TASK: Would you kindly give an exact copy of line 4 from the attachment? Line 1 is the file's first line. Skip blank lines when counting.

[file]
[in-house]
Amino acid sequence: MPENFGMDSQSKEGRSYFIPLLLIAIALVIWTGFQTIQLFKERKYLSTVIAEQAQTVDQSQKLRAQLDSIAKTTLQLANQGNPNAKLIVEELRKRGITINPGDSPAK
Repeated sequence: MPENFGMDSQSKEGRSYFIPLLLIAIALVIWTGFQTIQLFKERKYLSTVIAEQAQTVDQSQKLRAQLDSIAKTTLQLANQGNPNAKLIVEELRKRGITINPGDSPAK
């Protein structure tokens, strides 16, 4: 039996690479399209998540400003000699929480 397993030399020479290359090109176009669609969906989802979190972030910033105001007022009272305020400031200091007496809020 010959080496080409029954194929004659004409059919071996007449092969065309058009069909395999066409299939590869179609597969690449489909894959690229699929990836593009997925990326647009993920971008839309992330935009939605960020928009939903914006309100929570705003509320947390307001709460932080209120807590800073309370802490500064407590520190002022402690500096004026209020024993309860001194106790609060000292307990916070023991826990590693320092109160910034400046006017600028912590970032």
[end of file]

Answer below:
């Protein structure tokens, strides 16, 4: 039996690479399209998540400003000699929480 397993030399020479290359090109176009669609969906989802979190972030910033105001007022009272305020400031200091007496809020 010959080496080409029954194929004659004409059919071996007449092969065309058009069909395999066409299939590869179609597969690449489909894959690229699929990836593009997925990326647009993920971008839309992330935009939605960020928009939903914006309100929570705003509320947390307001709460932080209120807590800073309370802490500064407590520190002022402690500096004026209020024993309860001194106790609060000292307990916070023991826990590693320092109160910034400046006017600028912590970032």